cinates the beholder. Nor shall I at
tempt a description of the process for
various reasons. It would take me at
least three months to master the subject
and probably another month to put it
into simple English, after which the or
dinary reader would require three
months or so to understand it, by which
time some of us would be dead or pros
trated with brain fag.
Uncle Sam's Navy Tarda.
The noted navy yards and stations are
at Norfolk, Brooklyn, Mare island, near j
San Francisco; League island, near Phil
adelphia; Portsmouth, N. H. ; Boston,
New London, Conn. ; Port Royal, S. C. , j
and Seattle, the last three being regard
ed as mere naval stations. There are a
training ship and torpedo station at
Newport, R. L, and minor establish
ments elsewhere. The Naval War col
lege at Newport, R. L, was formally
opened a few weeks ago by Assistant
Secretary of the Navy William McAdoo.
The general result of all the work done
at all these places and in the various
shipyards is thus summed up by Mr.
McAdoo at the close of the fiscal year
1S94: "The TJnited States, while it does
not possess a great navy in the number '
of its ships, has within its limits colossal ;
plants, both public and private, and
great armies of skilled workmen, led by
contractors, designers and inventors of
marked ability. It is therefore essen
tially and substantially capable of na
tional defense, and, if need be, of offense,
operations." The general summary of
every naval report of this year is that
we are just ready to make a great navy
and to make it quickly.
History is taught at this navy yard
by object lessons, and the lessons are
fascinating indeed. First is the progress
in ordnance making shown by the old
guns ranged in their order from the old
est pieces hammered out by the black
smiths of colonial times and coming
down or up through all the changes
wrought by the Revolution, the second
war with Great Britain and the Barba
ry, Mexican and civil wars. Some of
the old grtm3 look like mere unwieldly
lumps of metal, bearing a ludicrous re
semblance to the toy guns which boys
sometimes manufacture of lead on the
Irishman's principle "take a hole and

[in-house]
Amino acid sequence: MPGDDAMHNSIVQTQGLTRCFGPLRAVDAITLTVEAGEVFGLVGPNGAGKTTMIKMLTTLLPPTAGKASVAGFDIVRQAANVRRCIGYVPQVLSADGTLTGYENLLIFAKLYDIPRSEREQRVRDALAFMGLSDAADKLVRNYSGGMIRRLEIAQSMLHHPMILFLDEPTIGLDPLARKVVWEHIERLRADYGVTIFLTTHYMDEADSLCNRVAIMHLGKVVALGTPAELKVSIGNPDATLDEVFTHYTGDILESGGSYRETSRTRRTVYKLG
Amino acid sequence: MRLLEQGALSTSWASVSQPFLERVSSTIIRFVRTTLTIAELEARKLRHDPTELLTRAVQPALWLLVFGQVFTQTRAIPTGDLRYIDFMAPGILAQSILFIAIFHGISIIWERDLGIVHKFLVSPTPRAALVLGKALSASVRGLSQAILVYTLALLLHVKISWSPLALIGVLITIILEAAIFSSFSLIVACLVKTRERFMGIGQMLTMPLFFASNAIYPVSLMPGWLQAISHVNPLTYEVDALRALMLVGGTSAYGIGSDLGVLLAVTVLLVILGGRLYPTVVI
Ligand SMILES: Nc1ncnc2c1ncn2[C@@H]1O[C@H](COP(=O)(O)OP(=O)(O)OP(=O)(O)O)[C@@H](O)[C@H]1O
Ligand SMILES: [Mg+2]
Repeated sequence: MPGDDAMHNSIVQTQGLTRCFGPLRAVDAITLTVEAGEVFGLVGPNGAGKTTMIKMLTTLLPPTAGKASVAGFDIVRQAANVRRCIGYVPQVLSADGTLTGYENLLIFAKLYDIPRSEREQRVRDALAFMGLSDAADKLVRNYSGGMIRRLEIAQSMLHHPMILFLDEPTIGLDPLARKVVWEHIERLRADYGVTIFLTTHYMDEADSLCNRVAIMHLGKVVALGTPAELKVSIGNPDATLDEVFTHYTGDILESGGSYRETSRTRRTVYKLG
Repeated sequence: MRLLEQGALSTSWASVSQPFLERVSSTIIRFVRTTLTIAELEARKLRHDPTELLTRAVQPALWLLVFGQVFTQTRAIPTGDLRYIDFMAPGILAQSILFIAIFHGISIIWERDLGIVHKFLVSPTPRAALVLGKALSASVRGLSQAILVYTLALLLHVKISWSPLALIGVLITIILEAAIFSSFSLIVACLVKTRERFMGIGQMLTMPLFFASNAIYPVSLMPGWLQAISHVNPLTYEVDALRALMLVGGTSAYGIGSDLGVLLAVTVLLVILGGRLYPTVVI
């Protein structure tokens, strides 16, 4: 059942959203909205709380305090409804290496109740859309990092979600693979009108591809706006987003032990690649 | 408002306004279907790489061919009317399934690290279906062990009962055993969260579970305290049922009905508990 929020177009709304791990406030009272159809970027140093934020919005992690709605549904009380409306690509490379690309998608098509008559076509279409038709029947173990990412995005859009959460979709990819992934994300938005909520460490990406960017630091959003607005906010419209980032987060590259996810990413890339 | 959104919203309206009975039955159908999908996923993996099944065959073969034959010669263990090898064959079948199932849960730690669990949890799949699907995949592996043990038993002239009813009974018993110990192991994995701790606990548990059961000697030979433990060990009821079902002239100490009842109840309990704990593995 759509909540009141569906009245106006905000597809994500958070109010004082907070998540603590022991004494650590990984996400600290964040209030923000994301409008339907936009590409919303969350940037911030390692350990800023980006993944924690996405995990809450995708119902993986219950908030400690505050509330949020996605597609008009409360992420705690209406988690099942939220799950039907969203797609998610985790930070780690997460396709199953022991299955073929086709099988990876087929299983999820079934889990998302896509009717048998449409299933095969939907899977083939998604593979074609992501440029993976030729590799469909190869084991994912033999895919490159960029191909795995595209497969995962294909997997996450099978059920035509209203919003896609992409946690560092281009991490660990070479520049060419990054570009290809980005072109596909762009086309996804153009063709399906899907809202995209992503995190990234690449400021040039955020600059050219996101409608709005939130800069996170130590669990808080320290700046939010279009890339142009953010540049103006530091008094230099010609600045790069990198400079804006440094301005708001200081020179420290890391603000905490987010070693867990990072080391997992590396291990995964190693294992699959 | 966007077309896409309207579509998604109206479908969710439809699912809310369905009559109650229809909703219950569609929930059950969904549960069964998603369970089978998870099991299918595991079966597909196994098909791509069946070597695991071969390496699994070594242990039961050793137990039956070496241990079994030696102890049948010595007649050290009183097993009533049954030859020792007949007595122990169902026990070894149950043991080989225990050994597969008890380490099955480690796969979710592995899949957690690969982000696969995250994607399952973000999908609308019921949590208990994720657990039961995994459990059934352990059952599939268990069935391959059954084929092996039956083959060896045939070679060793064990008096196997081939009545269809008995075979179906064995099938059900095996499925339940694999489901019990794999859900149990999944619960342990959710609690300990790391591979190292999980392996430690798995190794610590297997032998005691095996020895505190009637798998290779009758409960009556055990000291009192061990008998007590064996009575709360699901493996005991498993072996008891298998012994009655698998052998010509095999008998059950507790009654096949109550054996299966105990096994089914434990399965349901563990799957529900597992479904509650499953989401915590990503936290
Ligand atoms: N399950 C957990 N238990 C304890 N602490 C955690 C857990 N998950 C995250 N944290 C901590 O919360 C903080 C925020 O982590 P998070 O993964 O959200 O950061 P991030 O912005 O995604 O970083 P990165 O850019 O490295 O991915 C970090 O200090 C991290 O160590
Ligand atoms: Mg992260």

pour the lead around it. " The old mor
tars which fired hot shot into the cities
of the Barbary coast look like big ket
tles with somewhat raised sides, and ta
the ordinary civilian eye it would seem
impossible to give any designed direc
tion to a shot from one of them. The
Algerines had captured various pieces
from the French and Spaniards in the
century before we went to war with
fheni, and it was our good fortune to
capture some of those pieces, which are
here to excite the ride of visitors. The
queer old inscriptions on them can still
be ciphered and indicate thafc one was
regarded as a terror to the foe, another
a destroyer, and so on.
Historic Matters.
Every avenue and square in the yard
bears a historic name. Tha first avenue
is named for Rear Admiral John A.
Dahlgren, the second for Commodore
Lewis Warrington of the war of 1812,
the third for Commodore Charles Mor
ris of the same war, the fourth for the
immortal Commodore Hull, and so on.
The list of commandants of the yard is
also full of interest. The first appointee,
Captain Thomas Tingey, took the place
Jan. 22, 1800, held it 29 years and died
in office. A melaucholy interest attaches
to the record of Caxftain Beverly Ken
non, who was appointed by the first Pres
ident Harrison, and two years later was
killed by tho bursting of the Peacemak
er on the Princeton at the time when
two members of the cabinet and various
other persons were killed. The sixteenth
commandant was Captain Franklin
Buchanan, appointed in May, 1859, who
went south when the civil war began
and became famous in the Confederate
navy. Rear Admiral Dahlgren was the
twenty-second and died in office in 1870.
The present commandant, Captain J. A.
Howell, is the thirty-third and took the
place Feb. 2, 1893.
A Hero's Saber.
Our navy department is rich in relics
and memorials cf many kinds, but tho
only ones kept at this yard are the old
guns mentioned. By sorneLxHly's awk
wardness the United States failed to be
come tho owner of one very interesting
relic, which was. however, a few weeks
ago presented to the Annapolis Naval
academy, and that is doubtless a? well.
This is the famous battle saber of Cap
tain Samuel Chester Reid, who com
manded tho brig-of-war General Arm